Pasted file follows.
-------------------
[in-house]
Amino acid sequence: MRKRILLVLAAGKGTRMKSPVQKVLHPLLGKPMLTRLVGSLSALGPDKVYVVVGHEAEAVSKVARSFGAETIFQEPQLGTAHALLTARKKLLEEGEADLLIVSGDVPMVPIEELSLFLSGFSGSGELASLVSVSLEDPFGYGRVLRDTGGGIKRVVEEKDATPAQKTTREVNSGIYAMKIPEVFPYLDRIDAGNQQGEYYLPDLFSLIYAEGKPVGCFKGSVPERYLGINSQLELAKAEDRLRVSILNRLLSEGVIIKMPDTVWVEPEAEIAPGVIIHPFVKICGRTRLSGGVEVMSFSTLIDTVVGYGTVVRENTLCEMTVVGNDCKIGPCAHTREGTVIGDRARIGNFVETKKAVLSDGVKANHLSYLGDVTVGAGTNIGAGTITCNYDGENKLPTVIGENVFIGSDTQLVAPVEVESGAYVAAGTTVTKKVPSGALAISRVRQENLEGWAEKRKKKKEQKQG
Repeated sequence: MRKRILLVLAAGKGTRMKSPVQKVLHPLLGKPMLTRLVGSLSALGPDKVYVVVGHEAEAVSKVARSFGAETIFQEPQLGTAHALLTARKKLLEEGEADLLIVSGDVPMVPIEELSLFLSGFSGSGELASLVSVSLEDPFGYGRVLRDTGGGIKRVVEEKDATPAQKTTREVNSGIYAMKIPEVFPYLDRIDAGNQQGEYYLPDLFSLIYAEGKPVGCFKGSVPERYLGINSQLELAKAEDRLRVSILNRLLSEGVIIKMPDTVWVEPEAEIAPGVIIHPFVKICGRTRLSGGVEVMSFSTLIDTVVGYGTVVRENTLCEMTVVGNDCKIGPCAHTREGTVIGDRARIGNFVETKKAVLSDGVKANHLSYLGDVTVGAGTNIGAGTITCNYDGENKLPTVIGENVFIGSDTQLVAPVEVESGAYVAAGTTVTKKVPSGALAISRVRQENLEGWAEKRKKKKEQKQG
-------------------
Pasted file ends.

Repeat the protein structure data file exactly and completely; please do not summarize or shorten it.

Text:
[in-house]
Amino acid sequence: MRKRILLVLAAGKGTRMKSPVQKVLHPLLGKPMLTRLVGSLSALGPDKVYVVVGHEAEAVSKVARSFGAETIFQEPQLGTAHALLTARKKLLEEGEADLLIVSGDVPMVPIEELSLFLSGFSGSGELASLVSVSLEDPFGYGRVLRDTGGGIKRVVEEKDATPAQKTTREVNSGIYAMKIPEVFPYLDRIDAGNQQGEYYLPDLFSLIYAEGKPVGCFKGSVPERYLGINSQLELAKAEDRLRVSILNRLLSEGVIIKMPDTVWVEPEAEIAPGVIIHPFVKICGRTRLSGGVEVMSFSTLIDTVVGYGTVVRENTLCEMTVVGNDCKIGPCAHTREGTVIGDRARIGNFVETKKAVLSDGVKANHLSYLGDVTVGAGTNIGAGTITCNYDGENKLPTVIGENVFIGSDTQLVAPVEVESGAYVAAGTTVTKKVPSGALAISRVRQENLEGWAEKRKKKKEQKQG
Repeated sequence: MRKRILLVLAAGKGTRMKSPVQKVLHPLLGKPMLTRLVGSLSALGPDKVYVVVGHEAEAVSKVARSFGAETIFQEPQLGTAHALLTARKKLLEEGEADLLIVSGDVPMVPIEELSLFLSGFSGSGELASLVSVSLEDPFGYGRVLRDTGGGIKRVVEEKDATPAQKTTREVNSGIYAMKIPEVFPYLDRIDAGNQQGEYYLPDLFSLIYAEGKPVGCFKGSVPERYLGINSQLELAKAEDRLRVSILNRLLSEGVIIKMPDTVWVEPEAEIAPGVIIHPFVKICGRTRLSGGVEVMSFSTLIDTVVGYGTVVRENTLCEMTVVGNDCKIGPCAHTREGTVIGDRARIGNFVETKKAVLSDGVKANHLSYLGDVTVGAGTNIGAGTITCNYDGENKLPTVIGENVFIGSDTQLVAPVEVESGAYVAAGTTVTKKVPSGALAISRVRQENLEGWAEKRKKKKEQKQG